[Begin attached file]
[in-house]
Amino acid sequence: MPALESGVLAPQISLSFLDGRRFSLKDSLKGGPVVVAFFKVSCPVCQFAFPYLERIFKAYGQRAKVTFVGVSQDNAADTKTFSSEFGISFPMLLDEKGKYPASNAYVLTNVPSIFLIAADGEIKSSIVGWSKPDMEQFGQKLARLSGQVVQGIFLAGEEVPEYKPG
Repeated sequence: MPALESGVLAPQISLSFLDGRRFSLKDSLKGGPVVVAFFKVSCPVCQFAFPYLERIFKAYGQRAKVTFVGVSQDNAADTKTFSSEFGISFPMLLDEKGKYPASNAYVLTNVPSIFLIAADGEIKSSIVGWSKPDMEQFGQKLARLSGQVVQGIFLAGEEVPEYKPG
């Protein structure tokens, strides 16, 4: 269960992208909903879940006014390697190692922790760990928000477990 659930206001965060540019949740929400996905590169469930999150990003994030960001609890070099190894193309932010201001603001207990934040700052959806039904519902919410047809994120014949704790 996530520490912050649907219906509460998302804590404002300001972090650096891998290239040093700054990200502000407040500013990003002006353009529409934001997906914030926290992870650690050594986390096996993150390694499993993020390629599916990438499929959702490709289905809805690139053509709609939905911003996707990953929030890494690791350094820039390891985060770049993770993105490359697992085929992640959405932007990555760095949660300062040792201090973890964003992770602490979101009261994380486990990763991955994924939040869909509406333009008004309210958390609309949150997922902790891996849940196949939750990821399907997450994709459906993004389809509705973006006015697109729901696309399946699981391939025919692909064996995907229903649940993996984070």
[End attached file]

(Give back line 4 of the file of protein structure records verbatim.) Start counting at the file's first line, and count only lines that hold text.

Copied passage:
């Protein structure tokens, strides 16, 4: 269960992208909903879940006014390697190692922790760990928000477990 659930206001965060540019949740929400996905590169469930999150990003994030960001609890070099190894193309932010201001603001207990934040700052959806039904519902919410047809994120014949704790 996530520490912050649907219906509460998302804590404002300001972090650096891998290239040093700054990200502000407040500013990003002006353009529409934001997906914030926290992870650690050594986390096996993150390694499993993020390629599916990438499929959702490709289905809805690139053509709609939905911003996707990953929030890494690791350094820039390891985060770049993770993105490359697992085929992640959405932007990555760095949660300062040792201090973890964003992770602490979101009261994380486990990763991955994924939040869909509406333009008004309210958390609309949150997922902790891996849940196949939750990821399907997450994709459906993004389809509705973006006015697109729901696309399946699981391939025919692909064996995907229903649940993996984070």